to locate and evaluate the right information for ones needs and to synthesize what one finds into useful knowledge or communication. Media education - with techniques of critical thinking, creative communication and computer, visual and aural literacy skills at its core - is a key part of a 21st century approach to learning.4. What is Media Literacy? Media literacy is a repertoire of competences that enable people to analyze, evaluate, and create messages in a wide variety of media modes, genres, and forms. a. Media literacy is the ability to sift through and analyze the messages that inform, entertain and sell to us every day. Its the ability to bring critical thinking skills to bear on all media— from music videos and Web environments to product placement in films and virtual displays on NHL hockey boards. Its about asking pertinent questions about whats there, and noticing whats not there. And its the instinct to question what lies behind media productions— the motives, the money, the values and the ownership— and to be aware of how these factors influence content. Media education encourages a probing approach to the world of media: Who is this message intended for? Who wants to reach this audience, and why? From whose perspective is this story told? Whose voices are heard, and whose are absent? What strategies does this message use to get my attention and make me feel included? In our world of multi-tasking, commercialism, globalization and interactivity, media education isnt about having the right answers—its about asking the right questions. The result is lifelong empowerment of the learner and citizen b. The 3 Stages of Media Literacy Media literacy is an overall term that incorporates three stages of a continuum leading to media empowerment: The first stage is simply becoming aware of the importance of managing ones media "diet"— that is, making choices and reducing the time spent with television, videos, electronic games, films and various print media forms.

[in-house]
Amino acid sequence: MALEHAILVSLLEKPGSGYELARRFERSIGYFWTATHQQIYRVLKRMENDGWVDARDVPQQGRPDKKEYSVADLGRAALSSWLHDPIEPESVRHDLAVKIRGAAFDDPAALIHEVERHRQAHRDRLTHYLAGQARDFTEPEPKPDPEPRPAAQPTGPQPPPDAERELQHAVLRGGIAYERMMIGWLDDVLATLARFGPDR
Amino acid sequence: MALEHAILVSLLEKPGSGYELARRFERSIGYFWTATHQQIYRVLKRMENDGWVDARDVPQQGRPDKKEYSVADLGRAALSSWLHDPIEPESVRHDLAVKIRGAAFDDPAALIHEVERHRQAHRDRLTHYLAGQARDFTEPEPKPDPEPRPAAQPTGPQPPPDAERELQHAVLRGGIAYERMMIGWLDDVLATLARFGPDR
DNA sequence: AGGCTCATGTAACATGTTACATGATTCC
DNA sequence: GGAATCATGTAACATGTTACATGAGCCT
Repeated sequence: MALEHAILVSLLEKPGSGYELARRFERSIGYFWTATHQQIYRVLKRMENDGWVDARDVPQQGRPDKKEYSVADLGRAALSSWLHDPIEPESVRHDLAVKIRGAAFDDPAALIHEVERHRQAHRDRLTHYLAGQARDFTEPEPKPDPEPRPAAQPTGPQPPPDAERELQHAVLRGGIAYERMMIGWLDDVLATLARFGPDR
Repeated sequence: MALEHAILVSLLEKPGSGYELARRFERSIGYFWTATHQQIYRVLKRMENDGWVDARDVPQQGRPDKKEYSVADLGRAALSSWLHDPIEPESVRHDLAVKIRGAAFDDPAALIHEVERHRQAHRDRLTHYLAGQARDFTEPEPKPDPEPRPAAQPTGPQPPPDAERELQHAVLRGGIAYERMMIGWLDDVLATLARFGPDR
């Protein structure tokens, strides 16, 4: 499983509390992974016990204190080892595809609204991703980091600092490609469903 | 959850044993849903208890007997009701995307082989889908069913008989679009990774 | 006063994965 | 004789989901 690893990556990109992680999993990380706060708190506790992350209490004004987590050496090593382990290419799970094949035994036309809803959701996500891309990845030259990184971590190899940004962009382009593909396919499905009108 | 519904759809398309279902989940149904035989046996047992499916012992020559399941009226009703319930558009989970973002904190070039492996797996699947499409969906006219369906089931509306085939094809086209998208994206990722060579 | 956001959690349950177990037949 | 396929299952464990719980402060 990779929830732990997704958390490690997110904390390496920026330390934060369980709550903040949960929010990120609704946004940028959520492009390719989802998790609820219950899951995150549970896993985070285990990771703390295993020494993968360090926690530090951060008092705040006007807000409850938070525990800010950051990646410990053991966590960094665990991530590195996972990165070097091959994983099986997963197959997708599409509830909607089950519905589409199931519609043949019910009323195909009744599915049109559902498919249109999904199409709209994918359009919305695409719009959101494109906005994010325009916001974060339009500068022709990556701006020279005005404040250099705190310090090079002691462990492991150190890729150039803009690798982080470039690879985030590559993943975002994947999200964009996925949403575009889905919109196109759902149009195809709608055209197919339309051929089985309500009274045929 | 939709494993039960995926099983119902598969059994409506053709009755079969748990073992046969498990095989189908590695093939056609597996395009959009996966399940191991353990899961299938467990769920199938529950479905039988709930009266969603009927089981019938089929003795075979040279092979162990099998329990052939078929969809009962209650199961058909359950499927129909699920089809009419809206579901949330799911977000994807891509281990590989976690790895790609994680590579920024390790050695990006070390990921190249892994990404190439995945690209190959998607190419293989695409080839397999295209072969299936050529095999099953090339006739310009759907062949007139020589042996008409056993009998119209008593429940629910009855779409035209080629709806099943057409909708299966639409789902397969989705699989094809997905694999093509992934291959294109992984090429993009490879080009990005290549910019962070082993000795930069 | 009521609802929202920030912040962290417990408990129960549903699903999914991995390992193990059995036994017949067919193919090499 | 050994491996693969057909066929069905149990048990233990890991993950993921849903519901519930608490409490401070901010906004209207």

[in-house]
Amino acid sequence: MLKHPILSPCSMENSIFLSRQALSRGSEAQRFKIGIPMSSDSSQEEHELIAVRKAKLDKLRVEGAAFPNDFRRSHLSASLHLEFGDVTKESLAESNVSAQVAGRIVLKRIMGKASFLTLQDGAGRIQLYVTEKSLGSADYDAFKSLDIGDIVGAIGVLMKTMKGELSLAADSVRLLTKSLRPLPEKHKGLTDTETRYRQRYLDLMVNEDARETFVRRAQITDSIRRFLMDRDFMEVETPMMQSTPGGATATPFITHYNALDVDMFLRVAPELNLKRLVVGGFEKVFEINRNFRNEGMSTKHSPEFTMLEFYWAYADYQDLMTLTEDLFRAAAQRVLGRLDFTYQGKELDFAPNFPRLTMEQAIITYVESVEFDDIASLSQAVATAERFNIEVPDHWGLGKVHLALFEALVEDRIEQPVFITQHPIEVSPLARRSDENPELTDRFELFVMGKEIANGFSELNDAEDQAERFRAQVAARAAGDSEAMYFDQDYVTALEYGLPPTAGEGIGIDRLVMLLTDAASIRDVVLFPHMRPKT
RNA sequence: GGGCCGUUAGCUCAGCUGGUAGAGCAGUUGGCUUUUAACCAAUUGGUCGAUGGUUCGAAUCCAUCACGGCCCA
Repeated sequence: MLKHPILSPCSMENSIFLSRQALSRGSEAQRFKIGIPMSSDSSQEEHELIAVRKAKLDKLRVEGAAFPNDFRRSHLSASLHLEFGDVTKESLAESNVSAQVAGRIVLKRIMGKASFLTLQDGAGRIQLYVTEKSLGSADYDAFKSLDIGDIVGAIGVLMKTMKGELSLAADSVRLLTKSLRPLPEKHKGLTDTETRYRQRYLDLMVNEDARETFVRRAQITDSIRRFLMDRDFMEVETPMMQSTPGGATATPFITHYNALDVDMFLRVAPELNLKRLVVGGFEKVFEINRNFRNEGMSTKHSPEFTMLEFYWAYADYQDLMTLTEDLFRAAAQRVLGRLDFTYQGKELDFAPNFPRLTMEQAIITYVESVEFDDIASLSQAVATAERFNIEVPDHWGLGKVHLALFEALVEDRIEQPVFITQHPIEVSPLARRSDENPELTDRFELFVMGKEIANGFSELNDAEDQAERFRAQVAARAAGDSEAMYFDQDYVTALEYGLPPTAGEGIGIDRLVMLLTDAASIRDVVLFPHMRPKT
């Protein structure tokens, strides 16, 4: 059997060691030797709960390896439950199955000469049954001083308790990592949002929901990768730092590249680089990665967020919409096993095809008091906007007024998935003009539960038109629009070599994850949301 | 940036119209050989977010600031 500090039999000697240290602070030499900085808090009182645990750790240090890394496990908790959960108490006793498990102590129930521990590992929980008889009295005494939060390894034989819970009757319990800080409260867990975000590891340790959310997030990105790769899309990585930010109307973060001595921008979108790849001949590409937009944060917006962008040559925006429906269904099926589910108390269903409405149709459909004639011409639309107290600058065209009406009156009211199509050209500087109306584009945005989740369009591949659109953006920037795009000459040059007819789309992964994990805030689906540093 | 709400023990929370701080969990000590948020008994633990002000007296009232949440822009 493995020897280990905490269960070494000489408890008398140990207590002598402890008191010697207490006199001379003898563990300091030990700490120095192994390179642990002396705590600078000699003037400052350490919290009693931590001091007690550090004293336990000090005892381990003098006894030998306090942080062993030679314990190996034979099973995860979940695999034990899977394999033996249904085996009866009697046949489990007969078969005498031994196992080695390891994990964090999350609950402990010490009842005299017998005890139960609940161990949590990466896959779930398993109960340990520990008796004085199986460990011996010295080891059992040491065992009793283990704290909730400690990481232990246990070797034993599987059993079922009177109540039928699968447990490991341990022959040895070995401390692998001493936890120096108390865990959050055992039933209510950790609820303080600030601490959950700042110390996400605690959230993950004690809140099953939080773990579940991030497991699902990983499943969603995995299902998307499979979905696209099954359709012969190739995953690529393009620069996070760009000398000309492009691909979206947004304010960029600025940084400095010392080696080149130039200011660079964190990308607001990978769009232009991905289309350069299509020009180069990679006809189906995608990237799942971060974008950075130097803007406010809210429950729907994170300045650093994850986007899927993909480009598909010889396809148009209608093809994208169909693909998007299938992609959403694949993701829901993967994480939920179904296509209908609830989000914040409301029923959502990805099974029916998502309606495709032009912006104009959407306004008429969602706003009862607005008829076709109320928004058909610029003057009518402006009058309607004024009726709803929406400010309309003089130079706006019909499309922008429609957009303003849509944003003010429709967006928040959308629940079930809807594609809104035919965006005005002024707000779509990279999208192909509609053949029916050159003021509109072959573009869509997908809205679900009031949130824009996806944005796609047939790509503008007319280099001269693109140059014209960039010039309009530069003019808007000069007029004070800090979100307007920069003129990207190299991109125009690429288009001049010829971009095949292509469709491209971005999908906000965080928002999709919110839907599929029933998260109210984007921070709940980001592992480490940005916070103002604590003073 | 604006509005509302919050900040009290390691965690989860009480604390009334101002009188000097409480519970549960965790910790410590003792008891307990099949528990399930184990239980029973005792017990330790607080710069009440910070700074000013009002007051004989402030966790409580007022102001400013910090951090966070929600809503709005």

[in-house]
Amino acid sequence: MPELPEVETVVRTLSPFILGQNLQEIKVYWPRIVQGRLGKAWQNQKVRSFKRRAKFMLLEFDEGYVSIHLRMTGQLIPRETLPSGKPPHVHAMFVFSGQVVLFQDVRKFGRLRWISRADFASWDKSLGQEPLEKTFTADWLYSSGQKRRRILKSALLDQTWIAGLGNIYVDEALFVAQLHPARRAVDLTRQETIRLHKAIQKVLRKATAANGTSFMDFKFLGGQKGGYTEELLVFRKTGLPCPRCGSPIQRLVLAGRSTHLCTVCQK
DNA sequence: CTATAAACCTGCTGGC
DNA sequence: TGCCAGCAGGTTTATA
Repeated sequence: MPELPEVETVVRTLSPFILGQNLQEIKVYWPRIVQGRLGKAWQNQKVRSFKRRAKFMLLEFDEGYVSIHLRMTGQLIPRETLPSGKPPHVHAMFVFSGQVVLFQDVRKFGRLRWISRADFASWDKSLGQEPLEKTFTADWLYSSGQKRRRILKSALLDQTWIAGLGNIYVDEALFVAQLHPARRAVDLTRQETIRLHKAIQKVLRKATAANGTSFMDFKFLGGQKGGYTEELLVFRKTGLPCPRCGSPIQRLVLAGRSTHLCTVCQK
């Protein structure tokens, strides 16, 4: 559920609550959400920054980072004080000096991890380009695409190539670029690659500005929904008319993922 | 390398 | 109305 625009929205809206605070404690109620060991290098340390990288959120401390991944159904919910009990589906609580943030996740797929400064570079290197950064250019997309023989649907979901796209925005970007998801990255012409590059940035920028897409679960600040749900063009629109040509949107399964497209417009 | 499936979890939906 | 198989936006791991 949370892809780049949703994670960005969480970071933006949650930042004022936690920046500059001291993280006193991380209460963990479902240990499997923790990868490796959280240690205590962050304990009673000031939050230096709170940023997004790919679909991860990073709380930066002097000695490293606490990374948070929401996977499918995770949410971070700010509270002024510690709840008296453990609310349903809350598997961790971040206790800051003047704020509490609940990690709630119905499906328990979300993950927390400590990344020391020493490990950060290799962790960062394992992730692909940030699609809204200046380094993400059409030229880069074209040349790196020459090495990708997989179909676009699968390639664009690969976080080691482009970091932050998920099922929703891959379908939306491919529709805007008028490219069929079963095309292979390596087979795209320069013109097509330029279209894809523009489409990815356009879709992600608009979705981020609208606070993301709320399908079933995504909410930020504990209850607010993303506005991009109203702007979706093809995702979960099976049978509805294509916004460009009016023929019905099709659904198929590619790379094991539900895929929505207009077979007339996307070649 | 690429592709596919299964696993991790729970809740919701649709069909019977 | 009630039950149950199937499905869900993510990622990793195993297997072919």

The second stage is learning specific skills of critical viewing— learningto analyze and question what is in the frame, how it is constructed andwhat may have been left out. Skills of critical viewing are best learnedthrough inquiry-based classes or interactive group activities, as well asfrom creating and producing ones own media messages.The third stage goes behind the frame to explore deeper issues. Whoproduces the media we experience—and for what purpose? Who profits?Who loses? And who decides? This stage of social, political andeconomic analysis looks at how everyone in society makes meaning fromour media experiences, and how the mass media drive our globalconsumer economy. This inquiry can sometimes set the stage for variousmedia advocacy efforts to challenge or redress public policies orcorporate practices.Although television and electronic media may seem to present the mostcompelling reasons for promoting media literacy education incontemporary society, the principles and practices of media literacyeducation are applicable to all media— from television to T-shirts, frombillboards to the Internet.